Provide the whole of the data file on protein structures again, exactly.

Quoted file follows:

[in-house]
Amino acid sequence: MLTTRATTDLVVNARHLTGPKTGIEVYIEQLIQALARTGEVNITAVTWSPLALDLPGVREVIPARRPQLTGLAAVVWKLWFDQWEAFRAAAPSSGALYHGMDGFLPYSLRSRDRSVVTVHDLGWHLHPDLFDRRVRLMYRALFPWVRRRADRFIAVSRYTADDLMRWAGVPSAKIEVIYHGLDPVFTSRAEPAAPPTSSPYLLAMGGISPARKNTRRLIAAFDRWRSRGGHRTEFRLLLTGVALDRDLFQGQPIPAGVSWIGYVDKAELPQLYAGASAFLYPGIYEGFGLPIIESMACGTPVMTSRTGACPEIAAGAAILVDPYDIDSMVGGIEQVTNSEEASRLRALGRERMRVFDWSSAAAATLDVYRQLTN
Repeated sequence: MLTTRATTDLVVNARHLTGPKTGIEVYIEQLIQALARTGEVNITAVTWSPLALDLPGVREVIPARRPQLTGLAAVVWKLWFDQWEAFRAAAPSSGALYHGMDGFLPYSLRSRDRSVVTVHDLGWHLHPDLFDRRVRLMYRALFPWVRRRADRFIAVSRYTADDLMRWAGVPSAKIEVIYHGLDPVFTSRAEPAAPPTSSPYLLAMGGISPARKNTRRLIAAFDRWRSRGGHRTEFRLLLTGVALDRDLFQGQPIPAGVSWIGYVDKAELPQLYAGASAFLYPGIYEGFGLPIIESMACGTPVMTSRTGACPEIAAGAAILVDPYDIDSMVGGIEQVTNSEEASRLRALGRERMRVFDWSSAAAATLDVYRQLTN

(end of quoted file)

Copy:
[in-house]
Amino acid sequence: MLTTRATTDLVVNARHLTGPKTGIEVYIEQLIQALARTGEVNITAVTWSPLALDLPGVREVIPARRPQLTGLAAVVWKLWFDQWEAFRAAAPSSGALYHGMDGFLPYSLRSRDRSVVTVHDLGWHLHPDLFDRRVRLMYRALFPWVRRRADRFIAVSRYTADDLMRWAGVPSAKIEVIYHGLDPVFTSRAEPAAPPTSSPYLLAMGGISPARKNTRRLIAAFDRWRSRGGHRTEFRLLLTGVALDRDLFQGQPIPAGVSWIGYVDKAELPQLYAGASAFLYPGIYEGFGLPIIESMACGTPVMTSRTGACPEIAAGAAILVDPYDIDSMVGGIEQVTNSEEASRLRALGRERMRVFDWSSAAAATLDVYRQLTN
Repeated sequence: MLTTRATTDLVVNARHLTGPKTGIEVYIEQLIQALARTGEVNITAVTWSPLALDLPGVREVIPARRPQLTGLAAVVWKLWFDQWEAFRAAAPSSGALYHGMDGFLPYSLRSRDRSVVTVHDLGWHLHPDLFDRRVRLMYRALFPWVRRRADRFIAVSRYTADDLMRWAGVPSAKIEVIYHGLDPVFTSRAEPAAPPTSSPYLLAMGGISPARKNTRRLIAAFDRWRSRGGHRTEFRLLLTGVALDRDLFQGQPIPAGVSWIGYVDKAELPQLYAGASAFLYPGIYEGFGLPIIESMACGTPVMTSRTGACPEIAAGAAILVDPYDIDSMVGGIEQVTNSEEASRLRALGRERMRVFDWSSAAAATLDVYRQLTN